When I say ‘nature’ what comes to mind?

I’m asking this question of nearly everyone I meet. Invariably the response is of a single species organism, like a tree, a flower or a bird, or of a particular favorite waterfall or woodland refuge. More rare is when ecologically-literate people like regenerative farmers respond with references to multi-species relationships, micro-rhizome networks that wire up plant communities, and just the word “Gaia.”

Let’s survey three broad problems with how the term ‘nature’ is commonly used.

1) The Flattening of Nature

Nature is both a single planetary super-organism, and the countless multi-species relationships that compose it. In that sense, it is the entirety of all things that make life possible, and the individual parts of that process. It is the verdant temperate rainforest, as well as the climbing vine, its photosynthetic cells, its hydrating rains, the weather patterns with which rain comes and falls, the gestural rivers in air and in the ground that carry rains away, and the sedimentary rock at the bottom of the ocean glacially building layers from the sedimentary deposits of each wet season. We can see an individual leaf in all its clarity without losing sight of its relation to the tree.

2) Separating Humans and Nature

We speak of nature as if it is something that exists outside of ourselves, an insidious false dichotomy worthy of prompt collapse. This often happens when nature is evoked as a romantic, aesthetic escape, a place that requires special technical clothing to get to, a long-lost off-grid topography in which we seek reconnection.

3) The Abstraction of Nature

I covered this in a previous article but it is worth mentioning here. I am pained by the linguistic and economic tokenization of nature — the flattening of nature for commodity capture. Market economics tend to render the immense complexity of the living world into disjointed, fungible assets; forests become stacks of lumber and mountains become the rare earth ingredients of an inescapable internet of surveillant inevitable things.

Following on from the above, I propose the following recommendations to get us thinking and speaking differently about nature.

1) Nature as an Innate Quality of Being

In modern dictionaries, before the definition of ‘nature’ as natural scenery comes the expansive concept of “the inherent character of a person or thing” and wonderfully, “a creative force of the universe”. The Latin term for nature, natura, is translated into “essential qualities”, “innate disposition”, “essence”, and nasci, “to birth or to be born”. All these point to a notion of nature from moments in time when it was the principal source of misery, mythology and bounty, the persistent character in our embodied daily experience. The names we gave to the patterns of the stars we followed across oceans were the animals we saw in the sunlit days. We tracked wild scents, nourished from succulent secrets drooping in the landscape, created forest gardens in the Amazon, where black soils were meticulously farmed to sustain fertile orchards for generations to come.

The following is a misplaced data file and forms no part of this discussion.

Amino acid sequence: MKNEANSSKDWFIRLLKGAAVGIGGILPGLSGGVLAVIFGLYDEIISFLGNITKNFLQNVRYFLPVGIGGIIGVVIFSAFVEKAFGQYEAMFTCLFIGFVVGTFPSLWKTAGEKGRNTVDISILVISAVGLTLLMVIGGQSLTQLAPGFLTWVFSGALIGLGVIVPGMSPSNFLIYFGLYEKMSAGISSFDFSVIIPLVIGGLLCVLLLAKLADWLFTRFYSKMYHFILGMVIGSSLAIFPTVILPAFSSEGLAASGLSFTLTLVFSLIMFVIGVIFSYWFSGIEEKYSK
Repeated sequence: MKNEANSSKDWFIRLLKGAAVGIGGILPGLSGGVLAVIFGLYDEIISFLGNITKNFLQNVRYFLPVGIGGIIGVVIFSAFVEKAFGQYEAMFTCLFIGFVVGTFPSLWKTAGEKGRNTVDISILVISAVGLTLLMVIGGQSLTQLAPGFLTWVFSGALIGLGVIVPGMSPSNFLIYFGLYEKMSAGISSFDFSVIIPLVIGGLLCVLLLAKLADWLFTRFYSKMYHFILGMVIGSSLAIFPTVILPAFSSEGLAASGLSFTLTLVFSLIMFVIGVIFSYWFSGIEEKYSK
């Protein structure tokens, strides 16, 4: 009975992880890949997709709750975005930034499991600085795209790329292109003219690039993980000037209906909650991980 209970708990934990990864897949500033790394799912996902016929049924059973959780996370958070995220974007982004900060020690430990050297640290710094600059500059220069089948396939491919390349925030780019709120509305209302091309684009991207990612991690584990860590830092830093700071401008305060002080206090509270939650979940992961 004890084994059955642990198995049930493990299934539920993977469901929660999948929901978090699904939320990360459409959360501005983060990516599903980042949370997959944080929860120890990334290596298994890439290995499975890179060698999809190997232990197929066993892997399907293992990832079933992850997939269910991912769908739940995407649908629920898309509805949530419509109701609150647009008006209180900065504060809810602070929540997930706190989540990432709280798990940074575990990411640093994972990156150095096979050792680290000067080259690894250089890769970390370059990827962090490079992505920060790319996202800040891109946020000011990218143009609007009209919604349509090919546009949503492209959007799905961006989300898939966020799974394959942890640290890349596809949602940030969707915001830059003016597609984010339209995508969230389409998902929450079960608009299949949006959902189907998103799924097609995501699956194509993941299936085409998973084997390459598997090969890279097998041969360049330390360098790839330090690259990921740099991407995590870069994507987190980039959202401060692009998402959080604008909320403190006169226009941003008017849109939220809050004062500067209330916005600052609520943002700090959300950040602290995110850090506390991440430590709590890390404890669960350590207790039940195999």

2) Nature as Relationship, As Aliveness

Our alienation makes us forget that nature is not a collection of discrete entities, but a series of living and reciprocal relationships. We often allude to the individual facets and parts of the whole that interest us economically and recreationally, but nature is not a place or a thing.

3) Nature as Human & the Human as Nature

A human being is a wondrous crystallisation of non-human multitudes, of bacteria and minerals and proteins, of fluvial life uniquely expressed in a temporary structure of genes and pattern language, sourced from ecosystems and returned to ecosystems, constantly exchanged and transmuted.

4) Nature as Specificity

It takes effort and imagination to talk about the living world in a way that is both expansive and precise. But our daily exchanges would be greatly more rewarding if when we spoke about nature, we challenged each other to be more specific. To elaborate and explain what nature means for every person, to delve into the particular relationships that are being invoked in each unique context.

Cultivating our Ecological Literacy

While a reader could interpret this discussion as an effort to undermine the term ‘nature’ and call for a replacement, I am fine with its use.

Learning Journeys | Ecological Literacy | Author, poet, wilderness guide | Investor | Co-founder Atlas Unbound, Ground Effect (alexafirmenich.com)

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